Just like many other sectors, retail and commercial tenants and landlords are currently under pressure and desperate to know what their options are in the current COVID-19 crisis.

There have been reports that the Victorian Government will shortly announce the introduction of new legislation relating to rent relief for tenants dealing with the Coronavirus. Unfortunately, nothing has been announced as yet and it is uncertain whether such relief measures will extend to commercial tenants as well as retail and residential tenants, or what those measures will entail.  We will publish another update as soon as we have clarity on any new proposed legislation.

It is important to know that despite any legislative measures that are implemented in the coming days / weeks, both landlords and tenants need to understand the issues emerging in this area.

Here are our top tips for both commercial and retail landlord and tenants as well as matters to consider:

Tenants

  1. Ask your landlord for a rent abatement or reduction, but be careful about what you ask for.

 If you don’t ask, you won’t know what your landlord is prepared to offer. You should ensure you carefully consider what you’re asking for as there can be a material difference between a rental abatement, meaning the rent is not payable for a period, and a rental deferral, meaning the rent for a period remains payable, but at a later date. You should ensure any agreement is properly documented and reflects your understanding of what is agreed.

  1. Check if your lease has a “force majeure” clause.
    A “force majeure” clause operates to exclude liability where a party’s failure to perform its obligations under the contract is caused by unforeseen circumstances. Generally speaking, “force majeure” clauses are not common in lease but if your lease has one, this may be the easiest way to avoid your obligations under your lease.
  1. No “force majeure” clause – look to the doctrine of frustration.
  • In the absence of a “force majeure” clause, the common law doctrine of frustration may in limited circumstances be able to be relied upon as basis for terminating the lease. There is an extensive body of law that relates to the doctrine of frustration and the consensus is that it can be difficult to establish.

In the case of COVID-19, however, the orders imposed by the government may prohibit the conduct of the permitted use which may be cause for the lease to be frustrated.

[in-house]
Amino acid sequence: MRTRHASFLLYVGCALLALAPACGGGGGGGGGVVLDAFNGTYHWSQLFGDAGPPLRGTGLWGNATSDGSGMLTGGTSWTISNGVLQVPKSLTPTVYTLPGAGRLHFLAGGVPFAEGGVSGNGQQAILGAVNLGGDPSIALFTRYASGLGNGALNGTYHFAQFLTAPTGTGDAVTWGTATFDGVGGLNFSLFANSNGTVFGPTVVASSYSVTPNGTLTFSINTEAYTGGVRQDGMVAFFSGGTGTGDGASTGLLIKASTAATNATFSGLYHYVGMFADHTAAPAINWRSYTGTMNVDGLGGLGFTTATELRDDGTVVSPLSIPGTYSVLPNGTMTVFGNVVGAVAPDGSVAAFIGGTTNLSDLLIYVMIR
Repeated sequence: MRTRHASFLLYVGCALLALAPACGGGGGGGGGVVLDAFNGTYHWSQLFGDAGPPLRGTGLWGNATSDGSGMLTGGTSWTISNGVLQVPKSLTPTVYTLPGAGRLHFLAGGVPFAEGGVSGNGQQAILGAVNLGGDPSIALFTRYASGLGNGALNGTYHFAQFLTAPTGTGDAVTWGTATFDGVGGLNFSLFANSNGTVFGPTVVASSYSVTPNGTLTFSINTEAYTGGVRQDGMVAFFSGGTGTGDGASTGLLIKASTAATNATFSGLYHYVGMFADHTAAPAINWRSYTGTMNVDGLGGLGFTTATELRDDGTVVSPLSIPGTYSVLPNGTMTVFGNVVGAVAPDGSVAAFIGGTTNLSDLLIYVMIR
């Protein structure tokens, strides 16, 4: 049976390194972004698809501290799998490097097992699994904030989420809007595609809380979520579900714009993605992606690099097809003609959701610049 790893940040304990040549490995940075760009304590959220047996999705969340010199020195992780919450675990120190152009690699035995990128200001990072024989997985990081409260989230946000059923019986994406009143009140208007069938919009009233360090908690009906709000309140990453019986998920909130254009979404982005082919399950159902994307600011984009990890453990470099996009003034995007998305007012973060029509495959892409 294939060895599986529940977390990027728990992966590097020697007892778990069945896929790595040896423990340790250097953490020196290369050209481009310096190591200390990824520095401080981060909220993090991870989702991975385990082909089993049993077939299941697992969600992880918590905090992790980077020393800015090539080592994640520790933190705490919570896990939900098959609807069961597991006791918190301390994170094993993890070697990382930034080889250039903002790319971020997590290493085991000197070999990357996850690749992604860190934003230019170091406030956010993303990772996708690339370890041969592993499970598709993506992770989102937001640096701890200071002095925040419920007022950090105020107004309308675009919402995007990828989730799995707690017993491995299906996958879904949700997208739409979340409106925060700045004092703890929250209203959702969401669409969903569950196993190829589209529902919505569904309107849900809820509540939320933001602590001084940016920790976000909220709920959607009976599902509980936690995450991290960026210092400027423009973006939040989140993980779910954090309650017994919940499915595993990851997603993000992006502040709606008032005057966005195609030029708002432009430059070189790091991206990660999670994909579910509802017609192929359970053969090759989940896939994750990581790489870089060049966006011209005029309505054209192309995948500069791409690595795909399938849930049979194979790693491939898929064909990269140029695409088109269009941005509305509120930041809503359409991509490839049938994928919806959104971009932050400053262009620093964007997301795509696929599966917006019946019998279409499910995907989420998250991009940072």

The specific circumstances of each case should be considered and parties should seek advice in relation to whether the lease is frustrated and whether or not termination of the lease is desirable.

  1. Check your insurance cover.
    It may be that your existing insurance policy provides some level of protection to compensate you for your loss in this scenario i.e. a pandemic. Depending on the wording of your policy, business interruption cover may provide some respite.  If you are unsure of your rights and obligations or wish to seek advice about how best to proceed, please seek legal advice to discuss your specific circumstances.

Landlords

  1. Carefully consider any request for a rent abatement or reduction, but be careful with what you agree to.
    If you are asked for a rental abatement or reduction, you should ensure you carefully consider what you’re agreeing to as there can be a material difference between a rental abatement, meaning the rent is not payable for a period, and a rental deferral, meaning the rent for a period remains payable, but at a later date. You should ensure any agreement is properly documented and reflects your understanding of what is agreed.
  1. Security deposits and further security.
    Consider what your leases says about the security deposit and how this can be accessed. Further, if you are considering agreeing to a rent abatement or reduction, think about asking for further security in exchange for grating that relief to protect your right to receive rental after the rental abatement period ends. This could be particularly important if the tenant is placed under any form of external administration in the future. For example, requesting a GSA over the assets of the tenant or a charge over property of the tenant or a guarantor of the tenant. You should obtain legal advice in relation to such security and your rights under it.
  1. Check your insurance.
    Under the LIV standard lease, there is provision for the landlord to obtain insurance against a prescribed period of loss of rent and outgoings. Ask the question and make the relevant enquiries with you insurer. If you are unsure of your rights and obligations or wish to seek advice about how best to proceed, please seek legal advice to discuss your specific circumstances.
  1. Do you want a vacant premises in the face of this epidemic?
    Although you may choose to be compassionate towards your tenant’s position and their requests for a rent reduction or abatement in this current environment, you may also be concerned about your personal situation and if you can afford to not have your usual rental income.

Despite the above, it is worth considering whether having a vacant premises in these times as well as entering into negotiations in an unfavourable market both now and following the COVID-19 crisis is wise.

Whether you are a tenant or a landlord, if you are seeking assistance as to how to best proceed in this uncertain environment please contact us on (03) 9614 7707.

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